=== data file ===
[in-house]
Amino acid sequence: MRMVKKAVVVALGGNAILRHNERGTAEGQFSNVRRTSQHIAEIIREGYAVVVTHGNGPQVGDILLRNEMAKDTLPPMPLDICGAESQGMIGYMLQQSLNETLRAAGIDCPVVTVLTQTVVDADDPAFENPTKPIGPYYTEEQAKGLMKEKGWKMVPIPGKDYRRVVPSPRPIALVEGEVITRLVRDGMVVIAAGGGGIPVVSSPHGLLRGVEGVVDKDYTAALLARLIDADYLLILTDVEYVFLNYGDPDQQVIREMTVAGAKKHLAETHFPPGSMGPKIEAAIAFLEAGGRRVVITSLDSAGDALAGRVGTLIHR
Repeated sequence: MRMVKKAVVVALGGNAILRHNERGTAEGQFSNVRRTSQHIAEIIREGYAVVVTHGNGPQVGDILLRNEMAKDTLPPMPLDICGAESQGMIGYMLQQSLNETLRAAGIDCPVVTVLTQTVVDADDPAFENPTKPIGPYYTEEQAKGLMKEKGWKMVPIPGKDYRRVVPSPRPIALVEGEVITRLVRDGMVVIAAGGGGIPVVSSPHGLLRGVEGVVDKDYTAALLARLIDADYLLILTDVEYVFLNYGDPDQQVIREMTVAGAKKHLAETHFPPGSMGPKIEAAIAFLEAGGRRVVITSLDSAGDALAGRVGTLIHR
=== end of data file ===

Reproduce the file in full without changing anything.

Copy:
[in-house]
Amino acid sequence: MRMVKKAVVVALGGNAILRHNERGTAEGQFSNVRRTSQHIAEIIREGYAVVVTHGNGPQVGDILLRNEMAKDTLPPMPLDICGAESQGMIGYMLQQSLNETLRAAGIDCPVVTVLTQTVVDADDPAFENPTKPIGPYYTEEQAKGLMKEKGWKMVPIPGKDYRRVVPSPRPIALVEGEVITRLVRDGMVVIAAGGGGIPVVSSPHGLLRGVEGVVDKDYTAALLARLIDADYLLILTDVEYVFLNYGDPDQQVIREMTVAGAKKHLAETHFPPGSMGPKIEAAIAFLEAGGRRVVITSLDSAGDALAGRVGTLIHR
Repeated sequence: MRMVKKAVVVALGGNAILRHNERGTAEGQFSNVRRTSQHIAEIIREGYAVVVTHGNGPQVGDILLRNEMAKDTLPPMPLDICGAESQGMIGYMLQQSLNETLRAAGIDCPVVTVLTQTVVDADDPAFENPTKPIGPYYTEEQAKGLMKEKGWKMVPIPGKDYRRVVPSPRPIALVEGEVITRLVRDGMVVIAAGGGGIPVVSSPHGLLRGVEGVVDKDYTAALLARLIDADYLLILTDVEYVFLNYGDPDQQVIREMTVAGAKKHLAETHFPPGSMGPKIEAAIAFLEAGGRRVVITSLDSAGDALAGRVGTLIHR